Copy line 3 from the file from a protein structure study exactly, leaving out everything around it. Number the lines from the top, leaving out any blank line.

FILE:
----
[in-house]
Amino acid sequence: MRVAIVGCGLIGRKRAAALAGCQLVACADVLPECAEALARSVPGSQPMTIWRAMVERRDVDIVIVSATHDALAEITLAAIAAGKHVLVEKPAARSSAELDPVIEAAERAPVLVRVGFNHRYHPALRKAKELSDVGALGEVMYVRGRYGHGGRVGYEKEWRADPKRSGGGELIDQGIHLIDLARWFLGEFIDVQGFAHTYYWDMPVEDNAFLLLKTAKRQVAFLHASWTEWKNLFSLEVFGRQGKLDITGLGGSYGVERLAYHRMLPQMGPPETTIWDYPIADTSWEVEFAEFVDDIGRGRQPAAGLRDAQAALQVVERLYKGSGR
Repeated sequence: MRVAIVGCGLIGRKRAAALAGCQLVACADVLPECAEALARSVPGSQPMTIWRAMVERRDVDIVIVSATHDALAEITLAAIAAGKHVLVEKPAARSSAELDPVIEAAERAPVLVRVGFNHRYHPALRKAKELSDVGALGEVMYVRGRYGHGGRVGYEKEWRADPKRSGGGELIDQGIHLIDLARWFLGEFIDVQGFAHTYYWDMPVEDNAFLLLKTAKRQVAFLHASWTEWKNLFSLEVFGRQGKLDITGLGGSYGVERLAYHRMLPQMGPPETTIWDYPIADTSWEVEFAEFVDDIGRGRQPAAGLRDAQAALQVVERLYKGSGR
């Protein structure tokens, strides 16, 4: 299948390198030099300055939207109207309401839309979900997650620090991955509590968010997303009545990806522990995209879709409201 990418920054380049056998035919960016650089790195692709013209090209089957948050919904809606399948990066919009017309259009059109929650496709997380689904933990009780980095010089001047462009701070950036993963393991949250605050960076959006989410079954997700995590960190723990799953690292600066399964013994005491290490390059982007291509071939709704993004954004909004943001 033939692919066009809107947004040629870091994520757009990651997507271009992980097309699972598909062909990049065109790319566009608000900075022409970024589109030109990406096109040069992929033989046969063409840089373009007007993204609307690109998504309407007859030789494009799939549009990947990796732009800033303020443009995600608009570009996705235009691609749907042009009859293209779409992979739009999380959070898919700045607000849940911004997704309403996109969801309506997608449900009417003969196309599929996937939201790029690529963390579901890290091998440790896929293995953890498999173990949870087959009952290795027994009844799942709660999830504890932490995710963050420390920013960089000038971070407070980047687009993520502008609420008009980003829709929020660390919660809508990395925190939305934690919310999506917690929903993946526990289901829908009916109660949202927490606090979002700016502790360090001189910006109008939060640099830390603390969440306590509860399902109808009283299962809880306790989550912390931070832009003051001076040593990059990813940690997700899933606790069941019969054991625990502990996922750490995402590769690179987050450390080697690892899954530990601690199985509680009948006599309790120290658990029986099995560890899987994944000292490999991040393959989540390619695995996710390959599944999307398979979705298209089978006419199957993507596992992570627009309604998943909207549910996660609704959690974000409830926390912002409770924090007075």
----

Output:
Repeated sequence: MRVAIVGCGLIGRKRAAALAGCQLVACADVLPECAEALARSVPGSQPMTIWRAMVERRDVDIVIVSATHDALAEITLAAIAAGKHVLVEKPAARSSAELDPVIEAAERAPVLVRVGFNHRYHPALRKAKELSDVGALGEVMYVRGRYGHGGRVGYEKEWRADPKRSGGGELIDQGIHLIDLARWFLGEFIDVQGFAHTYYWDMPVEDNAFLLLKTAKRQVAFLHASWTEWKNLFSLEVFGRQGKLDITGLGGSYGVERLAYHRMLPQMGPPETTIWDYPIADTSWEVEFAEFVDDIGRGRQPAAGLRDAQAALQVVERLYKGSGR